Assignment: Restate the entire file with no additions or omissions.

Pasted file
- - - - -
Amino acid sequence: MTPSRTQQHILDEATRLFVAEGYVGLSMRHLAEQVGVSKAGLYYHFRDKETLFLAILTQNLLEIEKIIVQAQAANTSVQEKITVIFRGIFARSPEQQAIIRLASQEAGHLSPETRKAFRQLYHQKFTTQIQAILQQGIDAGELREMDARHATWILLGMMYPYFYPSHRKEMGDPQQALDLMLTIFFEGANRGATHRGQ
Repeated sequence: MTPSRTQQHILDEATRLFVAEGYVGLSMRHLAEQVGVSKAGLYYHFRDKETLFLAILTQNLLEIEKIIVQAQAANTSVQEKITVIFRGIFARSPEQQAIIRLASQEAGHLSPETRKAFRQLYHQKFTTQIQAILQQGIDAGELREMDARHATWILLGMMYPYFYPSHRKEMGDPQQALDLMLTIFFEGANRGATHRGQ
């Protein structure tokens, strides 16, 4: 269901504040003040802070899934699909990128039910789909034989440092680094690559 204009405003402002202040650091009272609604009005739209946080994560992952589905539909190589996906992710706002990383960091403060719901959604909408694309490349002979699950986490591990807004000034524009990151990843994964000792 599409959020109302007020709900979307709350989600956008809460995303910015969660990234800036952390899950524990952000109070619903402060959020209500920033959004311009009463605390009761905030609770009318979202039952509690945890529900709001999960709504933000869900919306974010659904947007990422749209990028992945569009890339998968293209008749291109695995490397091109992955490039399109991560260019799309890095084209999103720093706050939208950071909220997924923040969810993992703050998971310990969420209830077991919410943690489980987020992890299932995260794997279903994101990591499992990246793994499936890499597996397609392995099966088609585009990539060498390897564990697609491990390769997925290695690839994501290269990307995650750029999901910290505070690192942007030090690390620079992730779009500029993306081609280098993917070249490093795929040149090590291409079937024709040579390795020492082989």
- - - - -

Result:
Amino acid sequence: MTPSRTQQHILDEATRLFVAEGYVGLSMRHLAEQVGVSKAGLYYHFRDKETLFLAILTQNLLEIEKIIVQAQAANTSVQEKITVIFRGIFARSPEQQAIIRLASQEAGHLSPETRKAFRQLYHQKFTTQIQAILQQGIDAGELREMDARHATWILLGMMYPYFYPSHRKEMGDPQQALDLMLTIFFEGANRGATHRGQ
Repeated sequence: MTPSRTQQHILDEATRLFVAEGYVGLSMRHLAEQVGVSKAGLYYHFRDKETLFLAILTQNLLEIEKIIVQAQAANTSVQEKITVIFRGIFARSPEQQAIIRLASQEAGHLSPETRKAFRQLYHQKFTTQIQAILQQGIDAGELREMDARHATWILLGMMYPYFYPSHRKEMGDPQQALDLMLTIFFEGANRGATHRGQ
């Protein structure tokens, strides 16, 4: 269901504040003040802070899934699909990128039910789909034989440092680094690559 204009405003402002202040650091009272609604009005739209946080994560992952589905539909190589996906992710706002990383960091403060719901959604909408694309490349002979699950986490591990807004000034524009990151990843994964000792 599409959020109302007020709900979307709350989600956008809460995303910015969660990234800036952390899950524990952000109070619903402060959020209500920033959004311009009463605390009761905030609770009318979202039952509690945890529900709001999960709504933000869900919306974010659904947007990422749209990028992945569009890339998968293209008749291109695995490397091109992955490039399109991560260019799309890095084209999103720093706050939208950071909220997924923040969810993992703050998971310990969420209830077991919410943690489980987020992890299932995260794997279903994101990591499992990246793994499936890499597996397609392995099966088609585009990539060498390897564990697609491990390769997925290695690839994501290269990307995650750029999901910290505070690192942007030090690390620079992730779009500029993306081609280098993917070249490093795929040149090590291409079937024709040579390795020492082989």